The placement of a block in Mauve's alignment is defined by three parameters: the start, the end, and the score of the block. Mauve first attempts to place the block at the end of the backbone. It then searches for the best possible placement of the block, beginning with a locally optimal placement that corresponds to the backbone. The placement that Mauve considers to be the best placement is one that corresponds to the peak of the score space at that point in the alignment. Mauve uses the placement of a block to define the placement of the rest of the genome, in such a way that the placement corresponds to the peak of the score space.
The Mauve GUI is a specially designed alignment editor, allowing the user to visually inspect the multiple genome alignments produced by Mauve. Mauve uses the alignment views to show each genome as a set of colored blocks, so that the placement of these blocks in
Mauve has been designed from the ground up to efficiently perform a variety of biological tasks. It incorporates a number of innovations in the field of multiple genome alignment:
Chimera Validation: Mauve finds one-to-one correspondence between each base in each genome. A new Mauve alignment is constructed for each alignment test until a perfect match is found between every genome.
Siblings: In Mauve, a genome is called a sibling if its genome is a simple rearrangement of the genome in question (for example, inversions or transpositions). Mauve aligns each sibling to one of its children, each of which is another sibling.
De Bruijn Graphs: The genetic distance between a pair of genomes, or the length of the shortest path between the genomes, is determined by a de Bruijn graph constructed using the sequences of each genome. Mauve aligns de Bruijn graphs rather than sequences, and for this reason Mauve is able to align more genomes than other multiple genome aligners.
Motif Identification: Mauve analyzes the pairwise alignments between the genomes to identify shared motifs, which are then used to construct a multiple alignment of the genomes. Mauve uses the Constrained Extension Model (CEM) for motif identification.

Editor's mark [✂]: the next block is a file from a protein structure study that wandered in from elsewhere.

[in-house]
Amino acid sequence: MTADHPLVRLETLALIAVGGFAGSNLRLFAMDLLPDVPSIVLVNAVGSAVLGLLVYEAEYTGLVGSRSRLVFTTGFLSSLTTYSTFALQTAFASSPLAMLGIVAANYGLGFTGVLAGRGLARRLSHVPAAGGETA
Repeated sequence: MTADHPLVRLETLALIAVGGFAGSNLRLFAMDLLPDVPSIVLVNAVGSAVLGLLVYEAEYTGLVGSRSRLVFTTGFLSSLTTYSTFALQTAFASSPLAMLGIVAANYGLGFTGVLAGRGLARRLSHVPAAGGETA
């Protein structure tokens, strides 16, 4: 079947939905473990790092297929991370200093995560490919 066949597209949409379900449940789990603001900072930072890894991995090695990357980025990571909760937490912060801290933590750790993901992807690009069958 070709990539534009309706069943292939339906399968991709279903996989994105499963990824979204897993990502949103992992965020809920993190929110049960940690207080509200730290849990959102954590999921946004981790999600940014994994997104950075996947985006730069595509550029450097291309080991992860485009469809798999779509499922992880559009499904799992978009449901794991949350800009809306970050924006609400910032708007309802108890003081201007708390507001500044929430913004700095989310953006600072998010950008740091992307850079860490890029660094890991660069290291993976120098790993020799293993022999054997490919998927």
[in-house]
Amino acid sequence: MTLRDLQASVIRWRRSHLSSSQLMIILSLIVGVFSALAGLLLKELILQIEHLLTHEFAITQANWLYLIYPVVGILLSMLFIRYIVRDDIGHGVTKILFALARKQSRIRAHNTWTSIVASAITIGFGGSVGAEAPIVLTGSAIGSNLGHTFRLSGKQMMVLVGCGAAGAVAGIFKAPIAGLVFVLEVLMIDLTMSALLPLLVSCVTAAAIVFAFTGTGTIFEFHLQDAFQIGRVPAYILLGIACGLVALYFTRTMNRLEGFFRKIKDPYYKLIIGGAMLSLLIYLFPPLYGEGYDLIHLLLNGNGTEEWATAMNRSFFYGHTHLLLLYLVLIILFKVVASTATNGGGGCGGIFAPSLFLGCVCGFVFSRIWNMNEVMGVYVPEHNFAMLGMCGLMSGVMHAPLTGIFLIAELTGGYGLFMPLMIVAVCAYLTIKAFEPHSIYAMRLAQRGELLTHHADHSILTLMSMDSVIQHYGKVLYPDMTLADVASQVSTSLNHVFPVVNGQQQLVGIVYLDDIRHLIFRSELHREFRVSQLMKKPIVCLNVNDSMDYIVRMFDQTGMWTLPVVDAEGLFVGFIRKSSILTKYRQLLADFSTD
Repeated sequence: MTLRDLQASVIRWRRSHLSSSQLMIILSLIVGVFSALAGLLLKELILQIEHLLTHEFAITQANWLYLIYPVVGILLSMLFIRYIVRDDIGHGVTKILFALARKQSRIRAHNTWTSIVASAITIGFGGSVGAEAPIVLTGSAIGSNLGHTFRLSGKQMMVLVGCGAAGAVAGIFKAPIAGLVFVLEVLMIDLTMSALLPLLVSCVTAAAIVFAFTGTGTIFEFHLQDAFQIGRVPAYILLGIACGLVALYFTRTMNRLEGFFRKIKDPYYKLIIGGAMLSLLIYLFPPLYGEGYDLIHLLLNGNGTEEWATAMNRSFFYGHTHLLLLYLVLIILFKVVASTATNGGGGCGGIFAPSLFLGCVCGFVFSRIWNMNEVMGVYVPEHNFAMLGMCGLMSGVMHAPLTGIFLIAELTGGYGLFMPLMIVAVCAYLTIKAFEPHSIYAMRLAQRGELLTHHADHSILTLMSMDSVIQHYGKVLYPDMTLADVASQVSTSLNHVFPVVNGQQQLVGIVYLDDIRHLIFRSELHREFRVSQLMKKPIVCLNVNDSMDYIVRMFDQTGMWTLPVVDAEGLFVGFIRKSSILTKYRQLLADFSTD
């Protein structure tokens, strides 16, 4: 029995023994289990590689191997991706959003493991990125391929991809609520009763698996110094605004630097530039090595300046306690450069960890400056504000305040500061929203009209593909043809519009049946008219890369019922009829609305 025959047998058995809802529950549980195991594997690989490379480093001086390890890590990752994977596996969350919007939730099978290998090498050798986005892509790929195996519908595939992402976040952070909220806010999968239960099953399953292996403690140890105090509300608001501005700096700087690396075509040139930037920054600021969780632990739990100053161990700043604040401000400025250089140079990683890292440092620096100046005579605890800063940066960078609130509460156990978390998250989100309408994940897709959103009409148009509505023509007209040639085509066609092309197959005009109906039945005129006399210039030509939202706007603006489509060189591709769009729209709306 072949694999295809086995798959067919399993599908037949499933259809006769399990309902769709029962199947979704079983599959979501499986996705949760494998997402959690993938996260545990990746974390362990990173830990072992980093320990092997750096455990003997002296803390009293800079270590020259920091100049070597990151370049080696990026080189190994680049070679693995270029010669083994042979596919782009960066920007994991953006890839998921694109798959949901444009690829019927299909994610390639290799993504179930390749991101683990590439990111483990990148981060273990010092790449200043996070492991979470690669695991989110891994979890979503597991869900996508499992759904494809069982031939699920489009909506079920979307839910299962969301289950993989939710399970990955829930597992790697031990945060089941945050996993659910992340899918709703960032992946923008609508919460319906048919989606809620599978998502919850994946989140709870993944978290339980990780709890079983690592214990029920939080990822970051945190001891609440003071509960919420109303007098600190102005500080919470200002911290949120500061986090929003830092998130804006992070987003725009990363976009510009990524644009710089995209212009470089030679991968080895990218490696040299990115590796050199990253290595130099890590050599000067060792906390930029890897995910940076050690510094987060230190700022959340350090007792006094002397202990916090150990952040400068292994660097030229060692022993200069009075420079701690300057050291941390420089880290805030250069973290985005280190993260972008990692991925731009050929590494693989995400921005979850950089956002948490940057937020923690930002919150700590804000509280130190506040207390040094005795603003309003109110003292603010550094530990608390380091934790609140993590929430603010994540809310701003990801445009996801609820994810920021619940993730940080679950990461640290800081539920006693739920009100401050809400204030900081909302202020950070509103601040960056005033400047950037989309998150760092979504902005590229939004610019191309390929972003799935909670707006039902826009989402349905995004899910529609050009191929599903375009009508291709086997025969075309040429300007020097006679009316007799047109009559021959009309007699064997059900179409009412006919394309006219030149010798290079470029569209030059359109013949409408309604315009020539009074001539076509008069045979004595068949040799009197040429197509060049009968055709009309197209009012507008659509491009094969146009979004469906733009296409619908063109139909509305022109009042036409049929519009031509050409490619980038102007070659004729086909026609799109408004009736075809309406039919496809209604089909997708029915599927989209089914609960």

Missing Genome Alignment: Mauve also solves the multiple genome alignment problem in the presence of missing genomes. In this case, Mauve searches for the missing genomes in the collection of partial alignments (in some cases, it is possible that there is only one missing genome).
Ortholog Detection: Mauve uses a similarity score derived from a single-linkage clustering of the genomes to determine whether two genomes are orthologs.
Projection: Mauve processes an arbitrary number of genomes in one or more files. There is no restriction on the number of genomes and their sizes.
Alignment Selection: Mauve runs a set of pairwise alignments between every possible combination of the genomes. Each pairwise alignment is scored by a metric based on the genome sequences.
There are two ways to compute a pairwise alignment between two genomes:
Creating a de Bruijn graph from each genome and then finding the longest path in the graph
Constructing a multiple alignment from a pair of genomes
Mauve uses the second approach. Mauve creates a single de Bruijn graph and then searches the graph for paths that extend from one genome to another. Mauve applies the algorithm of Wu and Jiang (2006) to efficiently identify the paths that span two genomes, and then extends the paths one genome at a time, searching for a maximum-length alignment as it extends. For details on Mauve's approach to creating and searching for paths, please refer to Mauve documentation.
An additional approach has been developed to align non-coding regions of genomes.
OS: 64-bit Windows 7/Windows 8/Windows 10 (64-bit version)
64-bit Windows 7/Windows 8/Windows 10 (64-bit version) CPU: Intel Core i3 2100 (2.3 GHz) or equivalent
Intel Core i3 2100 (2.3 GHz) or equivalent RAM: 4 GB RAM
4 GB RAM Graphics: NVIDIA GTX 560 (2 GB) or equivalent
NVIDIA GTX 560 (2 GB) or equivalent HDD: 500 GB of free space